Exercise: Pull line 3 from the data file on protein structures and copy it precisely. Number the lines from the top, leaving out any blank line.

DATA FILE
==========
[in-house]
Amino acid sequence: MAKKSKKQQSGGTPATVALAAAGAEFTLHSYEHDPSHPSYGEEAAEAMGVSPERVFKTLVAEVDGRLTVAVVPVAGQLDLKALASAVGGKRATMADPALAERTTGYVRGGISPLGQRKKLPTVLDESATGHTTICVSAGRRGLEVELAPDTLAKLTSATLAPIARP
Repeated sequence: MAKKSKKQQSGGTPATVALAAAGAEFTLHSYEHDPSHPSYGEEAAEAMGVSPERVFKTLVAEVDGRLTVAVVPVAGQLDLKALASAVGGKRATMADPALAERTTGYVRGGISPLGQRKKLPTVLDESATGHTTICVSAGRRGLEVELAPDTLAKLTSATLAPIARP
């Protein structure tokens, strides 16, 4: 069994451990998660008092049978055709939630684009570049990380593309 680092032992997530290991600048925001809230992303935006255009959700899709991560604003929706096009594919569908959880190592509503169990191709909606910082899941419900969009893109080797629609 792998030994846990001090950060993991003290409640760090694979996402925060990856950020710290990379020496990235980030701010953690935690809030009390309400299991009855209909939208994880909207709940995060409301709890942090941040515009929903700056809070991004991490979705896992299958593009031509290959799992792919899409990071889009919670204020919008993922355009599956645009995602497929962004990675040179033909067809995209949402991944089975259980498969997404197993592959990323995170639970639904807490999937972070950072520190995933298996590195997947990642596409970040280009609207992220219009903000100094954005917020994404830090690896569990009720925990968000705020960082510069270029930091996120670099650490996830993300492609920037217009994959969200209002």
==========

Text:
Repeated sequence: MAKKSKKQQSGGTPATVALAAAGAEFTLHSYEHDPSHPSYGEEAAEAMGVSPERVFKTLVAEVDGRLTVAVVPVAGQLDLKALASAVGGKRATMADPALAERTTGYVRGGISPLGQRKKLPTVLDESATGHTTICVSAGRRGLEVELAPDTLAKLTSATLAPIARP